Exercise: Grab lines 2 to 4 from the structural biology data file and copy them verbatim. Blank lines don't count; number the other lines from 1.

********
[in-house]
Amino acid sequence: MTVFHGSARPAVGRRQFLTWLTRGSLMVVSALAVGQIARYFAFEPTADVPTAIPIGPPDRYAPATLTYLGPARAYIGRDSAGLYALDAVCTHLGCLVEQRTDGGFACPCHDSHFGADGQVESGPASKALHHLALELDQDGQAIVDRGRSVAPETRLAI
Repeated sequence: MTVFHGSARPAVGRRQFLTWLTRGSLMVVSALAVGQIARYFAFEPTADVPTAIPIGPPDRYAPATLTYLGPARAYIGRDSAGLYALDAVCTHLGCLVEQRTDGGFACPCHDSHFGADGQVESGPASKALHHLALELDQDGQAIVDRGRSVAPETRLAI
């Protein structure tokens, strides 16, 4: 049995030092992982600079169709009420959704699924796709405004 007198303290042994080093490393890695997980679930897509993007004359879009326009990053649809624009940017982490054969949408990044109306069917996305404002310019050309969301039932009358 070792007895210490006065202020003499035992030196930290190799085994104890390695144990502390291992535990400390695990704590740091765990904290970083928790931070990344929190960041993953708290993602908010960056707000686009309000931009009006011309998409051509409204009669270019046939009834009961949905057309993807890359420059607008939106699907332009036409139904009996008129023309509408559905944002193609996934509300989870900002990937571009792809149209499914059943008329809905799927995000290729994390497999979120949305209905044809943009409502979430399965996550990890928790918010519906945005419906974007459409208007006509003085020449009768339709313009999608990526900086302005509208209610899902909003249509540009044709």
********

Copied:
Amino acid sequence: MTVFHGSARPAVGRRQFLTWLTRGSLMVVSALAVGQIARYFAFEPTADVPTAIPIGPPDRYAPATLTYLGPARAYIGRDSAGLYALDAVCTHLGCLVEQRTDGGFACPCHDSHFGADGQVESGPASKALHHLALELDQDGQAIVDRGRSVAPETRLAI
Repeated sequence: MTVFHGSARPAVGRRQFLTWLTRGSLMVVSALAVGQIARYFAFEPTADVPTAIPIGPPDRYAPATLTYLGPARAYIGRDSAGLYALDAVCTHLGCLVEQRTDGGFACPCHDSHFGADGQVESGPASKALHHLALELDQDGQAIVDRGRSVAPETRLAI
């Protein structure tokens, strides 16, 4: 049995030092992982600079169709009420959704699924796709405004 007198303290042994080093490393890695997980679930897509993007004359879009326009990053649809624009940017982490054969949408990044109306069917996305404002310019050309969301039932009358 070792007895210490006065202020003499035992030196930290190799085994104890390695144990502390291992535990400390695990704590740091765990904290970083928790931070990344929190960041993953708290993602908010960056707000686009309000931009009006011309998409051509409204009669270019046939009834009961949905057309993807890359420059607008939106699907332009036409139904009996008129023309509408559905944002193609996934509300989870900002990937571009792809149209499914059943008329809905799927995000290729994390497999979120949305209905044809943009409502979430399965996550990890928790918010519906945005419906974007459409208007006509003085020449009768339709313009999608990526900086302005509208209610899902909003249509540009044709």